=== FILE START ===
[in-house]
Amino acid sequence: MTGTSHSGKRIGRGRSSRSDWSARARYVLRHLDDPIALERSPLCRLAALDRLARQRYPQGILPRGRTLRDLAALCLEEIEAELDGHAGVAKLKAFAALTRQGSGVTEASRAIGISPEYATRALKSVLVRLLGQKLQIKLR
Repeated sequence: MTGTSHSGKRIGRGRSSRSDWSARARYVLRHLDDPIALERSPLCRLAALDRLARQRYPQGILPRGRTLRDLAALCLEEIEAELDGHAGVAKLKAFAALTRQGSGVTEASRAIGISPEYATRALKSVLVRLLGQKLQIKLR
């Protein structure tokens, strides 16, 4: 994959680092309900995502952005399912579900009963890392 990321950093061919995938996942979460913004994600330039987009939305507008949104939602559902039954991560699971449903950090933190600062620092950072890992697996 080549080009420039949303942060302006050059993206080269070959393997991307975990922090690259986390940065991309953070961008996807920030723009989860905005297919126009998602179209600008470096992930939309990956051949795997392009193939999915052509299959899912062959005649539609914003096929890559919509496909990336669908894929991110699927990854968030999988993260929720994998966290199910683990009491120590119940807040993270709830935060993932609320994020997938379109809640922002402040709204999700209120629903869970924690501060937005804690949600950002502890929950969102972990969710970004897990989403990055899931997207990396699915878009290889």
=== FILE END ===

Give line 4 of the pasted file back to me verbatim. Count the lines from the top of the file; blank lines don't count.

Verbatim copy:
């Protein structure tokens, strides 16, 4: 994959680092309900995502952005399912579900009963890392 990321950093061919995938996942979460913004994600330039987009939305507008949104939602559902039954991560699971449903950090933190600062620092950072890992697996 080549080009420039949303942060302006050059993206080269070959393997991307975990922090690259986390940065991309953070961008996807920030723009989860905005297919126009998602179209600008470096992930939309990956051949795997392009193939999915052509299959899912062959005649539609914003096929890559919509496909990336669908894929991110699927990854968030999988993260929720994998966290199910683990009491120590119940807040993270709830935060993932609320994020997938379109809640922002402040709204999700209120629903869970924690501060937005804690949600950002502890929950969102972990969710970004897990989403990055899931997207990396699915878009290889």